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Teach the Vote’s Week in Review: June 23, 2023

Teach the Vote
Teach the Vote

Retirement | TRS | Social Security Texas Legislature Congress | Federal TEA | Commissioner | SBOE Privatization | Vouchers Deregulation | Charter Schools Miscellaneous

Date Posted: 6/23/2023

The ATPE Governmental Relations team recaps the past week’s education news, legislative and election updates, and regulatory developments.

VETOES: Gov. Greg Abbott (R) vetoed 45 bills over the final weekend of the veto period, which ended June 18. Among the vetoes were nine House bills authored by representatives who took an anti-voucher stance in the regular session. The vetoed House bills related to campaign expenditures, professional licensure requirements, and the creation of municipal utility districts—matters important to state and local constituents but unrelated to public education. When announcing the vetoes, Abbott stated these bills could be passed in a special session “only after educational freedom has passed.”

This move sparked criticism from ATPE Executive Director Shannon Holmes, who released the following statement: “Gov. Abbott seems to have forgotten that lawmakers are elected to represent their constituents in Austin, not do his bidding. Vetoing legislation because of a lawmaker’s position on an unrelated issue is a misuse of power, and every Texan should be appalled. It takes lots of time and taxpayer dollars to get any bill across the finish line, and the governor is willing to waste both to score national political points.”

Read more in this blog post by ATPE Lobbyist Tricia Cave.

US_Capitol.pngWEP: On Wednesday, U.S. House Ways and Means Committee Ranking Member Richard E. Neal (D–MA) reintroduced his legislation to address the Windfall Elimination Provision (WEP). The bill seeks to provide meaningful relief to current WEP retirees and fix the WEP for future retirees. For years, Neal and former Texas Republican Congressman Kevin Brady had championed a bipartisan approach to Social Security reform before ultimately coming to an impasse over the details of their respective plans during the last congressional session. Read the full press release and find resources related to the Public Servants Protection and Fairness Act of 2023.

Read our member-adopted ATPE Legislative Program and TRS and Social Security page to learn more about ATPE’s positions on educator retirement.

SBOE: During the State Board of Education (SBOE) meeting Wednesday, Texas Education Commissioner Mike Morath told the board that this September’s A-F accountability ratings for public schools would not represent an “apples to apples” comparison with last year’s ratings. This announcement raised concerns among SBOE members as the recalculation Morath outlined is expected to result in a sizeable drop in accountability ratings.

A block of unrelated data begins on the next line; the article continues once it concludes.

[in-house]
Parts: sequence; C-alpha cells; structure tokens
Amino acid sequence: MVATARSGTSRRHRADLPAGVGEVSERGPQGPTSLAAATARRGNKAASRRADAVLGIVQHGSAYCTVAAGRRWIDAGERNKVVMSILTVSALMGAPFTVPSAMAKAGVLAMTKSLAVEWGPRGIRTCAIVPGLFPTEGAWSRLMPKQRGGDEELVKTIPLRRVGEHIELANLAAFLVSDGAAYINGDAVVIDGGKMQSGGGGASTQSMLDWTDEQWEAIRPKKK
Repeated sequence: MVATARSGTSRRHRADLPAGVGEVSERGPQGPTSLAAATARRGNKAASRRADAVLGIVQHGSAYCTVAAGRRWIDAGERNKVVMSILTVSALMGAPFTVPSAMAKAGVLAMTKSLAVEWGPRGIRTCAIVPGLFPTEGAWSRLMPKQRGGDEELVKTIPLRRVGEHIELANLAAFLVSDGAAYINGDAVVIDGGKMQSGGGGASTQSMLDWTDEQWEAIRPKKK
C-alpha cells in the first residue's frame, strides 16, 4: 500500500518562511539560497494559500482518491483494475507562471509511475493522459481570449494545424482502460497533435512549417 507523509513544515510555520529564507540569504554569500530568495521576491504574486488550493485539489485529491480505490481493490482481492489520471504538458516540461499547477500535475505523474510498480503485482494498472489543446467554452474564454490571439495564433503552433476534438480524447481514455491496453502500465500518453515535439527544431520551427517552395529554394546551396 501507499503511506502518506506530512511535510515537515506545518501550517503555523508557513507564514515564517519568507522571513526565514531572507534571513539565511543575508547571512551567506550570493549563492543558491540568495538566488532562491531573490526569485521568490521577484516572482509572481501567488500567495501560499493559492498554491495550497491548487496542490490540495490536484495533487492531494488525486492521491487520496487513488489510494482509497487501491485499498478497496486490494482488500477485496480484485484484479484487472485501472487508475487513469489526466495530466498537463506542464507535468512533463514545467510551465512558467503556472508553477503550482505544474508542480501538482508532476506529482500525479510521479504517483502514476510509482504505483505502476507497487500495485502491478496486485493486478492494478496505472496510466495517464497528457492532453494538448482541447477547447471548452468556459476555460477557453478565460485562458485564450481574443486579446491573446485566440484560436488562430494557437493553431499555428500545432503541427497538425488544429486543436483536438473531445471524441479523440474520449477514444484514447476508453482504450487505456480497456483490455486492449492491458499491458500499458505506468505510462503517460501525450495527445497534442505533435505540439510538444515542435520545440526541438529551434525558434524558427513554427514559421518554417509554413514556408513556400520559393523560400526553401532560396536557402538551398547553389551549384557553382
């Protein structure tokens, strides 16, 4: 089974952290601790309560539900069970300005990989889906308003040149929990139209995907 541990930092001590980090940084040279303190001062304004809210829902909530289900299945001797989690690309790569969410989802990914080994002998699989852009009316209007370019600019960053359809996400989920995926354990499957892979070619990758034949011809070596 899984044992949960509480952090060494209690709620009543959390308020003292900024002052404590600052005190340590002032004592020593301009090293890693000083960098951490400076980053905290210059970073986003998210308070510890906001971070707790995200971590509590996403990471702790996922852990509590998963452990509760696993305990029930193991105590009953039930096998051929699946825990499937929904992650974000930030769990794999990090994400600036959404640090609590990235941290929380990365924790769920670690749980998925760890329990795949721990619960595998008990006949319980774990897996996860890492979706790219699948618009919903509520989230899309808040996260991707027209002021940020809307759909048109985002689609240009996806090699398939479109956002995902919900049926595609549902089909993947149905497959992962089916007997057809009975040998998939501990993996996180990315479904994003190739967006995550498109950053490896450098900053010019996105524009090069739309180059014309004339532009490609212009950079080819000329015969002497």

Gov. Greg Abbott (R) is also expected to call a special session around the same time that TEA is expected to artificially downgrade public school ratings. The timing is noteworthy because this false appearance of a decline in performance will likely be used to manufacture another false narrative around the need for privatization. ATPE Senior Lobbyist Mark Wiggins provides a full recap of Wednesday’s meeting in this blog post.

The board also approved four applicants to open new charter school chains, requested updates on the state takeover of Houston ISD, and voted to amend its operating rules to expand the window in which charter applicants are allowed to lobby SBOE members. The four charter approvals represented a reversal of preliminary votes taken Wednesday, as Wiggins shares in this report on Friday’s SBOE activity.

STUDENT DISCIPLINE: An opinion issued this week by Texas’ Acting Attorney General John Scott states that the Texas Equal Rights Amendment of the Texas Constitution prohibits any race-based student disciplinary decision, even if motivated by guidance from the U.S. Department of Education to avoid discrimination in student discipline. Opinion No. JS-0003 was requested by Rep. Stephanie Klick (R–Fort Worth) and is a renewal of a previously closed opinion request. Although AG opinions are non-binding, they hold great sway among governmental entities, including school districts.

PAXTON IMPEACHMENT: The Senate released the rules governing the impeachment trial of Attorney General Ken Paxton (R) on Wednesday night. The rules include a provision that Sen. Angela Paxton (R–McKinney), who is the AG’s wife, may be present and seated for the trial but will not be allowed to take place in votes or deliberations. The trial will start Sept. 5. The timing is significant because it is likely to coincide with an expected September special session on vouchers. Vouchers and the impeachment proceedings are both extremely hot-button political issues. Even when unrelated, the concurrence of such turbulent issues could produce unpredictable reactions.



Deann Lee

Still a lot going on even in summer, and y’all are there for all of it! Thank you!

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